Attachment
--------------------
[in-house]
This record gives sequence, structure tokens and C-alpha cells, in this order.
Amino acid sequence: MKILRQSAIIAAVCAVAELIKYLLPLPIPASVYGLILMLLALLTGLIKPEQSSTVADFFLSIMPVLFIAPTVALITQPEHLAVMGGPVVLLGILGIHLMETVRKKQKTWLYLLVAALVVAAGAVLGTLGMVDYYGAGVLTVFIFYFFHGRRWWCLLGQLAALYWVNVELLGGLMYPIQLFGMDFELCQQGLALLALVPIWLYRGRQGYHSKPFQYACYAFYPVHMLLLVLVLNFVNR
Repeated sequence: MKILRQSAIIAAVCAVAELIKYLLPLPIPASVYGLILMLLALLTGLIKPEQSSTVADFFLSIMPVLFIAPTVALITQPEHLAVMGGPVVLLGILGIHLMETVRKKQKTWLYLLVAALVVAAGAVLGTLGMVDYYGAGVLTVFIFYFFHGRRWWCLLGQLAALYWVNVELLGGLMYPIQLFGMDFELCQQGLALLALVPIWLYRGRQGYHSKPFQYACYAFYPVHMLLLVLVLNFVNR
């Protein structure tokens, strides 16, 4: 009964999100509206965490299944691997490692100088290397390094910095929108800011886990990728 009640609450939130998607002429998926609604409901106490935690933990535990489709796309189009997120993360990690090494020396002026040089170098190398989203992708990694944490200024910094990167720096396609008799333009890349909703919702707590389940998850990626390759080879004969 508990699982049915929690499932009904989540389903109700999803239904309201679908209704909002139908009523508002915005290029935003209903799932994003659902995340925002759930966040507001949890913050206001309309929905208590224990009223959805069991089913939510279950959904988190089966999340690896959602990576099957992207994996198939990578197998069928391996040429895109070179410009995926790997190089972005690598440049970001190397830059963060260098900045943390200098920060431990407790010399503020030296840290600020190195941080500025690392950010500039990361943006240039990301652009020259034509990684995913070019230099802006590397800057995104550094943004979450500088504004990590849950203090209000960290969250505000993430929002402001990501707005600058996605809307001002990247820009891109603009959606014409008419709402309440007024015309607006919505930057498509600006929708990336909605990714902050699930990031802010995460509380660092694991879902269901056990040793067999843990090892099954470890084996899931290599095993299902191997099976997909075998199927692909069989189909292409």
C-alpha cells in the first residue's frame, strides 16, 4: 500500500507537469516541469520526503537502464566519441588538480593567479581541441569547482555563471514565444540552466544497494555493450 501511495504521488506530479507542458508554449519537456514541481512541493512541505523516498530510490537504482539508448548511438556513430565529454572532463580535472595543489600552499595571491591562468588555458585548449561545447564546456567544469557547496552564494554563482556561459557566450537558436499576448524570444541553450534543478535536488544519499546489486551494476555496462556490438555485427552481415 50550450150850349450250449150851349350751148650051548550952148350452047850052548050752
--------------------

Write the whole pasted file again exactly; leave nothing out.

[in-house]
This record gives sequence, structure tokens and C-alpha cells, in this order.
Amino acid sequence: MKILRQSAIIAAVCAVAELIKYLLPLPIPASVYGLILMLLALLTGLIKPEQSSTVADFFLSIMPVLFIAPTVALITQPEHLAVMGGPVVLLGILGIHLMETVRKKQKTWLYLLVAALVVAAGAVLGTLGMVDYYGAGVLTVFIFYFFHGRRWWCLLGQLAALYWVNVELLGGLMYPIQLFGMDFELCQQGLALLALVPIWLYRGRQGYHSKPFQYACYAFYPVHMLLLVLVLNFVNR
Repeated sequence: MKILRQSAIIAAVCAVAELIKYLLPLPIPASVYGLILMLLALLTGLIKPEQSSTVADFFLSIMPVLFIAPTVALITQPEHLAVMGGPVVLLGILGIHLMETVRKKQKTWLYLLVAALVVAAGAVLGTLGMVDYYGAGVLTVFIFYFFHGRRWWCLLGQLAALYWVNVELLGGLMYPIQLFGMDFELCQQGLALLALVPIWLYRGRQGYHSKPFQYACYAFYPVHMLLLVLVLNFVNR
């Protein structure tokens, strides 16, 4: 009964999100509206965490299944691997490692100088290397390094910095929108800011886990990728 009640609450939130998607002429998926609604409901106490935690933990535990489709796309189009997120993360990690090494020396002026040089170098190398989203992708990694944490200024910094990167720096396609008799333009890349909703919702707590389940998850990626390759080879004969 508990699982049915929690499932009904989540389903109700999803239904309201679908209704909002139908009523508002915005290029935003209903799932994003659902995340925002759930966040507001949890913050206001309309929905208590224990009223959805069991089913939510279950959904988190089966999340690896959602990576099957992207994996198939990578197998069928391996040429895109070179410009995926790997190089972005690598440049970001190397830059963060260098900045943390200098920060431990407790010399503020030296840290600020190195941080500025690392950010500039990361943006240039990301652009020259034509990684995913070019230099802006590397800057995104550094943004979450500088504004990590849950203090209000960290969250505000993430929002402001990501707005600058996605809307001002990247820009891109603009959606014409008419709402309440007024015309607006919505930057498509600006929708990336909605990714902050699930990031802010995460509380660092694991879902269901056990040793067999843990090892099954470890084996899931290599095993299902191997099976997909075998199927692909069989189909292409």
C-alpha cells in the first residue's frame, strides 16, 4: 500500500507537469516541469520526503537502464566519441588538480593567479581541441569547482555563471514565444540552466544497494555493450 501511495504521488506530479507542458508554449519537456514541481512541493512541505523516498530510490537504482539508448548511438556513430565529454572532463580535472595543489600552499595571491591562468588555458585548449561545447564546456567544469557547496552564494554563482556561459557566450537558436499576448524570444541553450534543478535536488544519499546489486551494476555496462556490438555485427552481415 50550450150850349450250449150851349350751148650051548550952148350452047850052548050752